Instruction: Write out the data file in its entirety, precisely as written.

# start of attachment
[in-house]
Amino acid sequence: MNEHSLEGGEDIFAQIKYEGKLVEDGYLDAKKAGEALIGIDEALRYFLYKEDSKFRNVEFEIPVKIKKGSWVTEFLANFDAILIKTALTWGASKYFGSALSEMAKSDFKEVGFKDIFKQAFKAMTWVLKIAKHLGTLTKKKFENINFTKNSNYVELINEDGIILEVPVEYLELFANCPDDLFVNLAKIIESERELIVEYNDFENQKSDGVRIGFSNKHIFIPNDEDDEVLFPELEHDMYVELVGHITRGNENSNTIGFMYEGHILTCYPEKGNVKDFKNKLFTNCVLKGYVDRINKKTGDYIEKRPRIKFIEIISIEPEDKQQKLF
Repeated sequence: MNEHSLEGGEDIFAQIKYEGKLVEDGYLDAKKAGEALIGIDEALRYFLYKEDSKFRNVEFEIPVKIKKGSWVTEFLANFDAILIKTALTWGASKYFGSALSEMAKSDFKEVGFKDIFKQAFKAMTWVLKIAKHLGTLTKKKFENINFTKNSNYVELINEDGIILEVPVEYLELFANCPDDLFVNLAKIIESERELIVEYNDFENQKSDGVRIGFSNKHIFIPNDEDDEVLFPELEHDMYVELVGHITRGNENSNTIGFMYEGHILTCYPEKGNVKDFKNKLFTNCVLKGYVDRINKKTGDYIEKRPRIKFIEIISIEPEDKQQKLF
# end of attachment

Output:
[in-house]
Amino acid sequence: MNEHSLEGGEDIFAQIKYEGKLVEDGYLDAKKAGEALIGIDEALRYFLYKEDSKFRNVEFEIPVKIKKGSWVTEFLANFDAILIKTALTWGASKYFGSALSEMAKSDFKEVGFKDIFKQAFKAMTWVLKIAKHLGTLTKKKFENINFTKNSNYVELINEDGIILEVPVEYLELFANCPDDLFVNLAKIIESERELIVEYNDFENQKSDGVRIGFSNKHIFIPNDEDDEVLFPELEHDMYVELVGHITRGNENSNTIGFMYEGHILTCYPEKGNVKDFKNKLFTNCVLKGYVDRINKKTGDYIEKRPRIKFIEIISIEPEDKQQKLF
Repeated sequence: MNEHSLEGGEDIFAQIKYEGKLVEDGYLDAKKAGEALIGIDEALRYFLYKEDSKFRNVEFEIPVKIKKGSWVTEFLANFDAILIKTALTWGASKYFGSALSEMAKSDFKEVGFKDIFKQAFKAMTWVLKIAKHLGTLTKKKFENINFTKNSNYVELINEDGIILEVPVEYLELFANCPDDLFVNLAKIIESERELIVEYNDFENQKSDGVRIGFSNKHIFIPNDEDDEVLFPELEHDMYVELVGHITRGNENSNTIGFMYEGHILTCYPEKGNVKDFKNKLFTNCVLKGYVDRINKKTGDYIEKRPRIKFIEIISIEPEDKQQKLF